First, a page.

Hermes the Thief
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Hermes the Thief

3.64 of 5 stars 3.64  ·  rating details  ·  25 ratings  ·  4 reviews
Hermes -- trickster and culture hero, divine child and patron of steady action, master of magic words, seducer and whisper -- is a vital and complex figure in Greek mythology. Who is this tricky shapechanger? A classic, prescient work dealing with myth and cult which traces the evolution of Hermes from sacred stoneheap and phallus to Homeric Hymn to Hermes and the Hesiodic...more
Paperback, 164 pages
Published March 1st 1990 by Lindisfarne Books (first published November 1969)
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Dan
Brown reconstructs the archaic history of the myth of the Greek god Hermes and analyzes how the myth changed in its Homeric, Hesiodic, and later representations. As he traces it from its purported beginning in tribal thought through the art and literature of Classical Greece, Brown challenges the view of much traditional scholarship that The Homeric Hymn to Hermes represents one of the oldest versions of the myth. The book is well researched, and in addition to philological and literary critica...more
Astralgravy
Great information on the evolution of Hermes as a mythological character in the beginning of the book, but the latter part dealing with the dating of the Homeric hymn to Hermes-albeit important and well-researched- tends to drag. This book has some great footnotes too, but with a good deal of them in untranslated Greek and German. I found this the most frustrating aspect of the book. Overall, a great read, but a bit of a scramble in the latter half for a casual reader.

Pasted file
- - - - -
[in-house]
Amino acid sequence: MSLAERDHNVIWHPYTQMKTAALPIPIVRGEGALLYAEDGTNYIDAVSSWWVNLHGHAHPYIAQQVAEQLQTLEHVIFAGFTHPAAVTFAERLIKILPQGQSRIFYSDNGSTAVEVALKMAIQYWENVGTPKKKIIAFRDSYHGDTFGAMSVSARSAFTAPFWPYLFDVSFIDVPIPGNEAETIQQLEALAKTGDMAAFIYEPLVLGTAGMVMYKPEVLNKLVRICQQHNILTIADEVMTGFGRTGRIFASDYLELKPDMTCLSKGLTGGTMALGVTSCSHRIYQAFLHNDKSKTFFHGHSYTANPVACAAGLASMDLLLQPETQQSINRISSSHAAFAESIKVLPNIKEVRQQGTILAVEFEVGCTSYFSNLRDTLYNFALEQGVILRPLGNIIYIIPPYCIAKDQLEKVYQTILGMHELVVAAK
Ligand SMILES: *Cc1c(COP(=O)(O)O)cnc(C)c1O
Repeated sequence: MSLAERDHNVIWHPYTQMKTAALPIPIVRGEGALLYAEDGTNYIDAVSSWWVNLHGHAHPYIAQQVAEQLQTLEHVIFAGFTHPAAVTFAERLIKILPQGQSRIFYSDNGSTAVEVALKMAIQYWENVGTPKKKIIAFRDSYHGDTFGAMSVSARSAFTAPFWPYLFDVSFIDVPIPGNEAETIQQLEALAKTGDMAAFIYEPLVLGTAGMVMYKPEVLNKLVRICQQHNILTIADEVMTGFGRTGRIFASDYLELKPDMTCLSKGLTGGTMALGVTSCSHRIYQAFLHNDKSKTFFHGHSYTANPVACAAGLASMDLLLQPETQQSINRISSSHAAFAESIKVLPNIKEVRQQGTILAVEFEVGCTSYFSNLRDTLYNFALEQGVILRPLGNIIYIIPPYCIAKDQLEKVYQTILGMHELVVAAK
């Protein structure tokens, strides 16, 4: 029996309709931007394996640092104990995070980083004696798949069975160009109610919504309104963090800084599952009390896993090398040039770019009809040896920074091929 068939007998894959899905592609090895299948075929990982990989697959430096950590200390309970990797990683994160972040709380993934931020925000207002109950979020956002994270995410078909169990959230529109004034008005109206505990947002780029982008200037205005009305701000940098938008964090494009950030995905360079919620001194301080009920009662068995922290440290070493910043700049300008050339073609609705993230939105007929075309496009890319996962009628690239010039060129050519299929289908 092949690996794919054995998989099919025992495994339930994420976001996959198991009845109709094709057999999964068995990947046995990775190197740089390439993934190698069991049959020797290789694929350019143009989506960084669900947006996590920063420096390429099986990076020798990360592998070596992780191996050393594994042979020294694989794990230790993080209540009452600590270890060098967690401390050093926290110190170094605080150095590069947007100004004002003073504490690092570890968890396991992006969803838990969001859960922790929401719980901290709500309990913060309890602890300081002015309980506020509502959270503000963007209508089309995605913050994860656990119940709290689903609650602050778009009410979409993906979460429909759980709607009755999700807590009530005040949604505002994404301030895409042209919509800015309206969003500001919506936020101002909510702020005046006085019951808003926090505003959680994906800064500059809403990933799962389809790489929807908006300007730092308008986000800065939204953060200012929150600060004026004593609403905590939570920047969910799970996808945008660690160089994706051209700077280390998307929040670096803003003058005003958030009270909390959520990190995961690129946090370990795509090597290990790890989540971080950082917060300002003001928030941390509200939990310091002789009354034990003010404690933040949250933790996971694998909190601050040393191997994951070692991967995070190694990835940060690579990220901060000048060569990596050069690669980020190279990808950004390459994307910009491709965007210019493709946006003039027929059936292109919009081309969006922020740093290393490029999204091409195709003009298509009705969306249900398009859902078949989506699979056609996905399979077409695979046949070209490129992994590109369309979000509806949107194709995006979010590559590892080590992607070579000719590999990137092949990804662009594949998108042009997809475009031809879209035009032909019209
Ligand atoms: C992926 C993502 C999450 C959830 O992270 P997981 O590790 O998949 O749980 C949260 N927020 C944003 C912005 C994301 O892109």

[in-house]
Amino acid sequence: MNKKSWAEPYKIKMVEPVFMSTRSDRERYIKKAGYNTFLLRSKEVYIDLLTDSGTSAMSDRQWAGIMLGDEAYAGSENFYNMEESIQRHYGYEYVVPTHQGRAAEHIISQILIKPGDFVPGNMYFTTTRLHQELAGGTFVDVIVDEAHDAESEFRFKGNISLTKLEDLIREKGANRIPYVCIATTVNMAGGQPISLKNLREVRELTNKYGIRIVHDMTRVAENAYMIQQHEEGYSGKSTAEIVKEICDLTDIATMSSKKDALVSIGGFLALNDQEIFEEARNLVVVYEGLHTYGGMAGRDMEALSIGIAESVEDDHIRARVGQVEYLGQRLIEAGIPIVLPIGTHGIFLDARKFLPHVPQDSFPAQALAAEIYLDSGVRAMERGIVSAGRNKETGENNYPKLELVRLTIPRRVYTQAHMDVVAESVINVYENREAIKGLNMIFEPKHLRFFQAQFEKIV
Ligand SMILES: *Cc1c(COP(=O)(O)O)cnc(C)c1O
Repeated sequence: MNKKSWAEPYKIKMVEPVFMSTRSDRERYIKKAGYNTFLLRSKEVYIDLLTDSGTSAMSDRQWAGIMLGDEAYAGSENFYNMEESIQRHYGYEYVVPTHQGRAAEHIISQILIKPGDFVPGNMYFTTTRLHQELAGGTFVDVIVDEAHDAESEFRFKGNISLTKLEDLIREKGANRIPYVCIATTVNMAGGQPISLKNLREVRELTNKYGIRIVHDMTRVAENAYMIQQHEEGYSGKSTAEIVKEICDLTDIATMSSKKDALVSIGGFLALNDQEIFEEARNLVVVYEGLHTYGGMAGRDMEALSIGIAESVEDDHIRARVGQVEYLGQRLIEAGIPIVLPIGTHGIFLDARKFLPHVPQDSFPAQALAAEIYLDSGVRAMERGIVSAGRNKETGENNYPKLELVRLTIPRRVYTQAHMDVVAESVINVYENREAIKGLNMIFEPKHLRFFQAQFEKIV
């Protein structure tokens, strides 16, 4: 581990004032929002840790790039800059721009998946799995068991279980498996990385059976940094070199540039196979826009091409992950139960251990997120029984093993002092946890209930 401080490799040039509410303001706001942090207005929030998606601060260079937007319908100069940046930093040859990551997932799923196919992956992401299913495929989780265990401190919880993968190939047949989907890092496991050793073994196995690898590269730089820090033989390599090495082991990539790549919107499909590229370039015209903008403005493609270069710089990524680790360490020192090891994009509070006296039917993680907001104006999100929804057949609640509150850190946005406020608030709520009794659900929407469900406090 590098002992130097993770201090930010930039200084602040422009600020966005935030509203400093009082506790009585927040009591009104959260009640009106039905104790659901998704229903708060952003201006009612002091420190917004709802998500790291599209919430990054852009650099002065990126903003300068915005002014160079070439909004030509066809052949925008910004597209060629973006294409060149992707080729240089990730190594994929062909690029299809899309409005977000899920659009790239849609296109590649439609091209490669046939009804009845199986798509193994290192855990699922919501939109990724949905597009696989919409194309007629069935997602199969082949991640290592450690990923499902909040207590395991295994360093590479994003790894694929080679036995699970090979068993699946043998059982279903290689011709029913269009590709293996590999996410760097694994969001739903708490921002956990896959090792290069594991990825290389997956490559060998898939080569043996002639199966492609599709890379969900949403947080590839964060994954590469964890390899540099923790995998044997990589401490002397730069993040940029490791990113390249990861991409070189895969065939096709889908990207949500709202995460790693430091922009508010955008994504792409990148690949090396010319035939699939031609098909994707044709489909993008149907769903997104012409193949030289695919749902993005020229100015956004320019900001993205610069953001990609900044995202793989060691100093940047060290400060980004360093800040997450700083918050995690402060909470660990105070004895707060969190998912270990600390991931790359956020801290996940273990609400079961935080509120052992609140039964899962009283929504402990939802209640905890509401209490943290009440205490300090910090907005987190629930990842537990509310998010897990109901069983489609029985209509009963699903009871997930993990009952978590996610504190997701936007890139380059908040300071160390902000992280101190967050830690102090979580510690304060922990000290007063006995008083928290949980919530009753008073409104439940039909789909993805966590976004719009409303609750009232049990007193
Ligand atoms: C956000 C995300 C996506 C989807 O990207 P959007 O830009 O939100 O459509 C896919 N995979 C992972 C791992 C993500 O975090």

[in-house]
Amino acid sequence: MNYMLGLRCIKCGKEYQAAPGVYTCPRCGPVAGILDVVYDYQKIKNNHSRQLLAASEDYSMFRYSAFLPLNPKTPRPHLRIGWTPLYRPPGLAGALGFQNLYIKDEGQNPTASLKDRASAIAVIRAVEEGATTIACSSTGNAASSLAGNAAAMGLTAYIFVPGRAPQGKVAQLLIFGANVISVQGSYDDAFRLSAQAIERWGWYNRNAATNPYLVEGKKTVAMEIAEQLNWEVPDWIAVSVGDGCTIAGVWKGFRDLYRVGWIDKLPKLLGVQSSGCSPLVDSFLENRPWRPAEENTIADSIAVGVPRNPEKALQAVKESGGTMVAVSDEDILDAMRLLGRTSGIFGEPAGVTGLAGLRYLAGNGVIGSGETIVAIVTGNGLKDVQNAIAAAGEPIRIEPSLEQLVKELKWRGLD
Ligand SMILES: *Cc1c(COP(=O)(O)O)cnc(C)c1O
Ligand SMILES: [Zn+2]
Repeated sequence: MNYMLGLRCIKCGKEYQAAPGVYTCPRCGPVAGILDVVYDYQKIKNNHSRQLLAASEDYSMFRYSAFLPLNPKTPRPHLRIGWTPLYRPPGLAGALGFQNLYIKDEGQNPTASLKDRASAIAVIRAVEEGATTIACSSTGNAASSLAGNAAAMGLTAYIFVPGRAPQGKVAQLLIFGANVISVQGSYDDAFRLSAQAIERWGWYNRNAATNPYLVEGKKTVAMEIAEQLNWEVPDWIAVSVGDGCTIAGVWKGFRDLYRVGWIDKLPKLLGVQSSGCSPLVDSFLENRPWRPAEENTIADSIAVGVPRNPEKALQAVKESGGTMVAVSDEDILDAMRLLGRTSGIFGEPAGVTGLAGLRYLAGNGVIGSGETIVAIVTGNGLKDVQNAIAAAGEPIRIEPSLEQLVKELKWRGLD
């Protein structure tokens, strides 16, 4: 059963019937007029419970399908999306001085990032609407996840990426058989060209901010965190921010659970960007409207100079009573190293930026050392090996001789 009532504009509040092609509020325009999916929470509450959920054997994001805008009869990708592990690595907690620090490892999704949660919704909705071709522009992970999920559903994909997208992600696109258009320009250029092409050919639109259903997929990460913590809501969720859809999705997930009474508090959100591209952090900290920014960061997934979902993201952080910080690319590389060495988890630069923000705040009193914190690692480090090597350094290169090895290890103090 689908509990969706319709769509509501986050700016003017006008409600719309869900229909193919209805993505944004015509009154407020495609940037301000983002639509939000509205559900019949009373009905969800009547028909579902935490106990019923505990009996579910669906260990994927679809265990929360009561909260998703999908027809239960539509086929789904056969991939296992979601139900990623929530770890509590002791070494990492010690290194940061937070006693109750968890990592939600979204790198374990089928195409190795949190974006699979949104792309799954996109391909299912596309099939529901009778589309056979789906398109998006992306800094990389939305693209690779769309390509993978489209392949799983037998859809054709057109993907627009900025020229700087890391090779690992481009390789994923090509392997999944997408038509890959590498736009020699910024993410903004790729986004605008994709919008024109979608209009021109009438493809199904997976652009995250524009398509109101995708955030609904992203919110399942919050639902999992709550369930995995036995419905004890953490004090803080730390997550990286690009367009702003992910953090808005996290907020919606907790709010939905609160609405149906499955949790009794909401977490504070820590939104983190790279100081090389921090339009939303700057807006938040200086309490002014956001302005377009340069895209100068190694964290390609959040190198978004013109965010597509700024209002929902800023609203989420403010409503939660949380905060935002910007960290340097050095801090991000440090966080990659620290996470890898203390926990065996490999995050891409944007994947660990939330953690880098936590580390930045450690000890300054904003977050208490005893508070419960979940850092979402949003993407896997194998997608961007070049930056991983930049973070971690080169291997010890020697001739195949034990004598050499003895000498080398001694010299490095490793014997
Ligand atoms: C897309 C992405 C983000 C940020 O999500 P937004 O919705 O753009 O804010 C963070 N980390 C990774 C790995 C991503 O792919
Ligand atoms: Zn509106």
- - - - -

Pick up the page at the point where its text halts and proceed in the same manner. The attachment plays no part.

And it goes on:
Ragnell
This was a really interesting read. The guy traces the evolution of Hermes as a god from village mage to Zeus's Herald, and makes a convincing argument for the Homeric Hymn to Hermes being from an Athenian poet who was parodying Hesiod and Homer. Also introduces me to a few protomyths for Hermes and Pandora I was unaware of, making me really grateful I picked this one up.
E Smith
Sep 30, 2010 E Smith added it
Shelves: greek-latin, nf
read one summer while leaning against a tree in the parking lot of a grocery store where i made bread. seems appropriate. the story of the hymn to hermes is just so out that it deserved a brilliant if complex analysis. honestly, who else but hermes would have demanded credit for inventing a way to walk with brush tied to your feet?
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Norman Oliver Brown was an American classicist who is known for his translation and commentaries on the works of Hesiod. A student of Carl Schorske and Isaiah Berlin, he taught classics at Wesleyan University, University of Rochester, and UC-Santa Cruz.
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